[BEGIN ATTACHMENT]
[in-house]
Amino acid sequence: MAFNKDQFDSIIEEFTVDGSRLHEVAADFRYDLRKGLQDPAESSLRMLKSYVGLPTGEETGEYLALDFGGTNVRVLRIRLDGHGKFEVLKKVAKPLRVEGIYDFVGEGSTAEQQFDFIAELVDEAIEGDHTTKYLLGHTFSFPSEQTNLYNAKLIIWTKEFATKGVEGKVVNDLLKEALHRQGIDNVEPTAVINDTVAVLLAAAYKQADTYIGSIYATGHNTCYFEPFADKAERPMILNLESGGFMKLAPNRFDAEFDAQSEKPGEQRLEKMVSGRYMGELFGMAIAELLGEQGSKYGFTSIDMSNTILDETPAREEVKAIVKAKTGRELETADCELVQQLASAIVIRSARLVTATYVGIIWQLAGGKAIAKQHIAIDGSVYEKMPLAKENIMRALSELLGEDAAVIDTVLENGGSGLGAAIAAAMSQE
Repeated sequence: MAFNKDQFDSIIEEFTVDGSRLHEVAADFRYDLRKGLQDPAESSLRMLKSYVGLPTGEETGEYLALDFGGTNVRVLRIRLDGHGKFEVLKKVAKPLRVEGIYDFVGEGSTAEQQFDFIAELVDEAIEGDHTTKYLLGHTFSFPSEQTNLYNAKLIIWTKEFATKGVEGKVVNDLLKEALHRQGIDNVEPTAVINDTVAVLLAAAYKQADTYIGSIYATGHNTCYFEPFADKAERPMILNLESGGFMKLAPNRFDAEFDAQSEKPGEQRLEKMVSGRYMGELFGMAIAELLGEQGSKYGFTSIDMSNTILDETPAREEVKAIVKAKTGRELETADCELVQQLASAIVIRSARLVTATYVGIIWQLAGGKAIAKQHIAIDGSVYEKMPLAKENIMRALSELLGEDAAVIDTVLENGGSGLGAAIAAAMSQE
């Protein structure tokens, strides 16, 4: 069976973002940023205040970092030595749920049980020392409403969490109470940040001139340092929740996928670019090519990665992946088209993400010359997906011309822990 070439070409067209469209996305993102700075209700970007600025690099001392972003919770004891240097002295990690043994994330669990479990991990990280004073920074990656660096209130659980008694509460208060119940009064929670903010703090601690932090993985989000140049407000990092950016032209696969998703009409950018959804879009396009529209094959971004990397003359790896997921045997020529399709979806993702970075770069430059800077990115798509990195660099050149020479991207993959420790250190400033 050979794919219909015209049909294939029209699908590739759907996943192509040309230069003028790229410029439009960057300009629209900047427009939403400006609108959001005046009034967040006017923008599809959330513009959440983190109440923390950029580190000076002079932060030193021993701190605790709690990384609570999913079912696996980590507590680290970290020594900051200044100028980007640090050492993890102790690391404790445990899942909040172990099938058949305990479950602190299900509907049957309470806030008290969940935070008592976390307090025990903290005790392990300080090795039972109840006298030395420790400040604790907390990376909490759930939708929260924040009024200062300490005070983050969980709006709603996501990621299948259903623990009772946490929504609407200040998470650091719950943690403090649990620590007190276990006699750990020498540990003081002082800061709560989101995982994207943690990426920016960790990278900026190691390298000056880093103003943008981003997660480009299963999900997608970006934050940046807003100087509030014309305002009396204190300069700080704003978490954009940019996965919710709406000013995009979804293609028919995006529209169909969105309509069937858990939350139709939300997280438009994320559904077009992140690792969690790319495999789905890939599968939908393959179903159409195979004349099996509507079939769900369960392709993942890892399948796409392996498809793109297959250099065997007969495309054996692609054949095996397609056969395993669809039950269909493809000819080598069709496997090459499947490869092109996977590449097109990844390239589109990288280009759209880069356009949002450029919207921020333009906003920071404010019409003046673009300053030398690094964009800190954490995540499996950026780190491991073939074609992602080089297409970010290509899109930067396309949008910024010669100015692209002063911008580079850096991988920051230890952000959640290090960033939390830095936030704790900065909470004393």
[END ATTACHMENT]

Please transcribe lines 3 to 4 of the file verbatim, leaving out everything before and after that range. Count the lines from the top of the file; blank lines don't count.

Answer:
Repeated sequence: MAFNKDQFDSIIEEFTVDGSRLHEVAADFRYDLRKGLQDPAESSLRMLKSYVGLPTGEETGEYLALDFGGTNVRVLRIRLDGHGKFEVLKKVAKPLRVEGIYDFVGEGSTAEQQFDFIAELVDEAIEGDHTTKYLLGHTFSFPSEQTNLYNAKLIIWTKEFATKGVEGKVVNDLLKEALHRQGIDNVEPTAVINDTVAVLLAAAYKQADTYIGSIYATGHNTCYFEPFADKAERPMILNLESGGFMKLAPNRFDAEFDAQSEKPGEQRLEKMVSGRYMGELFGMAIAELLGEQGSKYGFTSIDMSNTILDETPAREEVKAIVKAKTGRELETADCELVQQLASAIVIRSARLVTATYVGIIWQLAGGKAIAKQHIAIDGSVYEKMPLAKENIMRALSELLGEDAAVIDTVLENGGSGLGAAIAAAMSQE
């Protein structure tokens, strides 16, 4: 069976973002940023205040970092030595749920049980020392409403969490109470940040001139340092929740996928670019090519990665992946088209993400010359997906011309822990 070439070409067209469209996305993102700075209700970007600025690099001392972003919770004891240097002295990690043994994330669990479990991990990280004073920074990656660096209130659980008694509460208060119940009064929670903010703090601690932090993985989000140049407000990092950016032209696969998703009409950018959804879009396009529209094959971004990397003359790896997921045997020529399709979806993702970075770069430059800077990115798509990195660099050149020479991207993959420790250190400033 050979794919219909015209049909294939029209699908590739759907996943192509040309230069003028790229410029439009960057300009629209900047427009939403400006609108959001005046009034967040006017923008599809959330513009959440983190109440923390950029580190000076002079932060030193021993701190605790709690990384609570999913079912696996980590507590680290970290020594900051200044100028980007640090050492993890102790690391404790445990899942909040172990099938058949305990479950602190299900509907049957309470806030008290969940935070008592976390307090025990903290005790392990300080090795039972109840006298030395420790400040604790907390990376909490759930939708929260924040009024200062300490005070983050969980709006709603996501990621299948259903623990009772946490929504609407200040998470650091719950943690403090649990620590007190276990006699750990020498540990003081002082800061709560989101995982994207943690990426920016960790990278900026190691390298000056880093103003943008981003997660480009299963999900997608970006934050940046807003100087509030014309305002009396204190300069700080704003978490954009940019996965919710709406000013995009979804293609028919995006529209169909969105309509069937858990939350139709939300997280438009994320559904077009992140690792969690790319495999789905890939599968939908393959179903159409195979004349099996509507079939769900369960392709993942890892399948796409392996498809793109297959250099065997007969495309054996692609054949095996397609056969395993669809039950269909493809000819080598069709496997090459499947490869092109996977590449097109990844390239589109990288280009759209880069356009949002450029919207921020333009906003920071404010019409003046673009300053030398690094964009800190954490995540499996950026780190491991073939074609992602080089297409970010290509899109930067396309949008910024010669100015692209002063911008580079850096991988920051230890952000959640290090960033939390830095936030704790900065909470004393």